Howdy, Stranger!

It looks like you're new here. If you want to get involved, click one of these buttons!

Examples: Monday, today, last week, Mar 26, 3/26/04
Welcome home! Please contact lincoln@newbuddhist.com if you have any difficulty logging in or using the site. New registrations must be manually approved which may take up to 48 hours. Can't log in? Try clearing your browser's cookies.

Retrospective of a spiritual search

KeromeKerome Love, love is mysteryThe Continent Veteran

I’ve just finished reading a 1988 book by one of Osho’s disciples, in which he describes a retrospective of nine years of his discipleship, called Years of Preparation by Jan Foudraine. It was a really interesting read, because it makes clear some of the internal process of what happened to him. I can’t remember having come across many other books that did this.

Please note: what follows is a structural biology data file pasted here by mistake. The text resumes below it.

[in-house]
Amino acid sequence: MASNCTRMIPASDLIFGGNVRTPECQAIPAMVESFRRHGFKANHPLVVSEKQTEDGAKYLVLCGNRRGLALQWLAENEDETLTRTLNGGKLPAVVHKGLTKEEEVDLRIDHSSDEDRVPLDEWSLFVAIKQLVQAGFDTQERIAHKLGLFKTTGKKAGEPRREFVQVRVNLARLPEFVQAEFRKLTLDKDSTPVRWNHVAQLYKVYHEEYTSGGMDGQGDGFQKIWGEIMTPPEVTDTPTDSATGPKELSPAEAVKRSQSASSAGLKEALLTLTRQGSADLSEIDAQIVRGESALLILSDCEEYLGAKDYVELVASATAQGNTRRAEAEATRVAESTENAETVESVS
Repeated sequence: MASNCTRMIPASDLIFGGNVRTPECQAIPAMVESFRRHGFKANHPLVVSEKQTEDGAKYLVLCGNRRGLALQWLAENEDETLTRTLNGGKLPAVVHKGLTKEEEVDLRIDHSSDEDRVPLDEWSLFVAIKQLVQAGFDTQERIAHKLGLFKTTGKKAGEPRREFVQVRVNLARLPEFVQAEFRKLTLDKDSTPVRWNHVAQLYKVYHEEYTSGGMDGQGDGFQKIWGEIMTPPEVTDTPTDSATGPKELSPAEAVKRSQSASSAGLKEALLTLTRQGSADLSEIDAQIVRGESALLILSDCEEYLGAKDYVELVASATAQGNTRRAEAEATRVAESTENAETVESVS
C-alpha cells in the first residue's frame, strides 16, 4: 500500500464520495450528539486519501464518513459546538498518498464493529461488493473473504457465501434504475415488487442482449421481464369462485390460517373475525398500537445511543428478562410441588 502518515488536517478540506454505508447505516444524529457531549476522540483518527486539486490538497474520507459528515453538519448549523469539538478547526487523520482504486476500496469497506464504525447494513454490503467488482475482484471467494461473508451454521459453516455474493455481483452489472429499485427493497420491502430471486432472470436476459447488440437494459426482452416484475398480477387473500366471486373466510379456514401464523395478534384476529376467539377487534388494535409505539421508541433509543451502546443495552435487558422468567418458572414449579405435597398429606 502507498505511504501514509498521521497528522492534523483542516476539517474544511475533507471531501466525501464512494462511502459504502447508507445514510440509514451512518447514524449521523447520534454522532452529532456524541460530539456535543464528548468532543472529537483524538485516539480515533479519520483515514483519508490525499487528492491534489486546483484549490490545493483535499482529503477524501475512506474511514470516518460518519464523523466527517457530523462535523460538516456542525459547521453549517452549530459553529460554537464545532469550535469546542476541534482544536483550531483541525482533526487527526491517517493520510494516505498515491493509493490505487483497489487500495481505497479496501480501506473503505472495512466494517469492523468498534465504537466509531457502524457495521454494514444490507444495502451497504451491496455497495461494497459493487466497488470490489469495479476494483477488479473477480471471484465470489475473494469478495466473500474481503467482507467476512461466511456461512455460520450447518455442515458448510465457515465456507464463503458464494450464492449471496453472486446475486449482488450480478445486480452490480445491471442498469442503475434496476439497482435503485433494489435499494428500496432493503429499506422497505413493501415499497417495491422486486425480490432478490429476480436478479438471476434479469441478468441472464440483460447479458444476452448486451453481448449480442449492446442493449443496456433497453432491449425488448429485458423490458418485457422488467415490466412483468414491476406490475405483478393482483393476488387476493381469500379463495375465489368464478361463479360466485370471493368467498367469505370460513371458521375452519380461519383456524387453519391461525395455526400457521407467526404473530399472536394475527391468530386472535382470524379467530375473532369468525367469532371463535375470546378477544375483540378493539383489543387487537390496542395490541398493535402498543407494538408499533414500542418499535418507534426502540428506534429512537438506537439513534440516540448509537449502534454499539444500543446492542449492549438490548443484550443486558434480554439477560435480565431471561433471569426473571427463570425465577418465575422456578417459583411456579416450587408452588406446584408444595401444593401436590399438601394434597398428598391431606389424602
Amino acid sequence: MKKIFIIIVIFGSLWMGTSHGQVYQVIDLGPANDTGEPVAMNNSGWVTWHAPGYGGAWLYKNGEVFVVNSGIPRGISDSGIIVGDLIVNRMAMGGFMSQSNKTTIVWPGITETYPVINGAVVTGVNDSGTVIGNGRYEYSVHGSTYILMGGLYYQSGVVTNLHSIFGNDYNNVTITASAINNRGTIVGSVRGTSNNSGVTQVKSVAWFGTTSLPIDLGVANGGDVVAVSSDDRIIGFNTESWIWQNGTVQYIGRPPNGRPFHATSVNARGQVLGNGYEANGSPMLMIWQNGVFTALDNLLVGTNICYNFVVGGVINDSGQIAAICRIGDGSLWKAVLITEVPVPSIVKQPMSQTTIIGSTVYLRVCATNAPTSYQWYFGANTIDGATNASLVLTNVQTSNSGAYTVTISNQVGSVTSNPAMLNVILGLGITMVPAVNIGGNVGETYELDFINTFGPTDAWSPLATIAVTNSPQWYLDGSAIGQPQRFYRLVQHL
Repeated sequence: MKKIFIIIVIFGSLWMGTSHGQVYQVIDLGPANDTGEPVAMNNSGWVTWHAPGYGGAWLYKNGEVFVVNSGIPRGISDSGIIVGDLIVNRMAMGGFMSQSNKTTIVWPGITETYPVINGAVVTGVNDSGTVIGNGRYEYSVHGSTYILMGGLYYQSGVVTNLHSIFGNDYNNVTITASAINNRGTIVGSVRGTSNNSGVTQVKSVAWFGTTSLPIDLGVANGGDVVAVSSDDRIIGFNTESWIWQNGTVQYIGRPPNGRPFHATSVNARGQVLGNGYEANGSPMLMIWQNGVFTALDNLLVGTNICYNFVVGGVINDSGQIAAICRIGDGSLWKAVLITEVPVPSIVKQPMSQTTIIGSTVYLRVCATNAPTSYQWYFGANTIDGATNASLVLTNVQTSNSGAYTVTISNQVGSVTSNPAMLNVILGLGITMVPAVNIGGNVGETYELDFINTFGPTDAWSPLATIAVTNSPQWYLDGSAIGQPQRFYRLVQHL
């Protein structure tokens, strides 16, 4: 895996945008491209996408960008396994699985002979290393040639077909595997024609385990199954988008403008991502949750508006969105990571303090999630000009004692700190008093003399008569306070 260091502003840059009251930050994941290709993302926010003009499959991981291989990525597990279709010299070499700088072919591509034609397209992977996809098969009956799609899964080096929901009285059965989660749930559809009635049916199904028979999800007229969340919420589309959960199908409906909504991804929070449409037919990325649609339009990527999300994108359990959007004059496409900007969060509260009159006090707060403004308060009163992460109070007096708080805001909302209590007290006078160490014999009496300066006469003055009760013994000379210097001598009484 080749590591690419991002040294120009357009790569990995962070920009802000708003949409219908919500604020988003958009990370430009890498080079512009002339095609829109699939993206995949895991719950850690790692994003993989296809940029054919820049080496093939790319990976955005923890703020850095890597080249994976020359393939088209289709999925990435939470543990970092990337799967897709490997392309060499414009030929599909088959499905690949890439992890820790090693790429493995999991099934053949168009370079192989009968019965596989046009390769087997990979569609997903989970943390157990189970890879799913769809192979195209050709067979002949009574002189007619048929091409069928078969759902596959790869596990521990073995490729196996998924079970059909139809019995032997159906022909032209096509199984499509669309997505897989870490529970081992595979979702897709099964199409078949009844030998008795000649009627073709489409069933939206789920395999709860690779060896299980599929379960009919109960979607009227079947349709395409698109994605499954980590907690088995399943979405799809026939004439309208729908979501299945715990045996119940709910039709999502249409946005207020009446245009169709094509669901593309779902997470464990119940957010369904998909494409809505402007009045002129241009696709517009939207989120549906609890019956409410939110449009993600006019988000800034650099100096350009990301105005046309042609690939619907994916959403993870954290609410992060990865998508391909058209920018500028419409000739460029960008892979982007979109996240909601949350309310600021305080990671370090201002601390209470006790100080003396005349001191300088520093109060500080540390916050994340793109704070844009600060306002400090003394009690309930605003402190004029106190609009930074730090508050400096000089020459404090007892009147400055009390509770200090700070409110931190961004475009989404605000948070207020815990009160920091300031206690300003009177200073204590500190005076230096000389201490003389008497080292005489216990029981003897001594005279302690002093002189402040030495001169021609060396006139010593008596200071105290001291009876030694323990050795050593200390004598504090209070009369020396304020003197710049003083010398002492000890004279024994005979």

It describes his initial enthusiasm and his naive assumption that the rest of the world would be interested in hearing the message that a new enlightened master was abroad in the world. It describes his process in writing a book about his initial meetings with Osho. It describes how he met with Jiddu Krishnamurti, the tapes of Da Free John that he listened to. It talks about the keys to spiritual progress that he found.

I found it fascinating to read, and would be interested in other people’s retrospectives of a spiritual search. I’m not sure if it is a literary form that is much practiced but it would be worthwhile for many people who are interested in spirituality. Perhaps there are buddhist equivalents out there?

adamcrossleylobster

Comments

  • federicafederica seeker of the clear blue sky Its better to remain silent and be thought a fool, than to speak out and remove all doubt Moderator